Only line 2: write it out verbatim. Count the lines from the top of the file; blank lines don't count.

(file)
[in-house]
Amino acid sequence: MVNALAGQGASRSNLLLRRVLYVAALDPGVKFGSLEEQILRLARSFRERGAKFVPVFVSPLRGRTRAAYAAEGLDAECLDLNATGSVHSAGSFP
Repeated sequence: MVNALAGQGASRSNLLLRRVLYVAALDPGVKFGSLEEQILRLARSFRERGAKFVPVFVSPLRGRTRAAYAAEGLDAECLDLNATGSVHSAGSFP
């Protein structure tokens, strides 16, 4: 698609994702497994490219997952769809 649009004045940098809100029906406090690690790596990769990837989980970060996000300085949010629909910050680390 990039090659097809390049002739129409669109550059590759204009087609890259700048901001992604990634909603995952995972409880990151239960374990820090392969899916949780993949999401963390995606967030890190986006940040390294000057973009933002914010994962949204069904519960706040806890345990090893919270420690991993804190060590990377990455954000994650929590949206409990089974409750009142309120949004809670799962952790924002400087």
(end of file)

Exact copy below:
Amino acid sequence: MVNALAGQGASRSNLLLRRVLYVAALDPGVKFGSLEEQILRLARSFRERGAKFVPVFVSPLRGRTRAAYAAEGLDAECLDLNATGSVHSAGSFP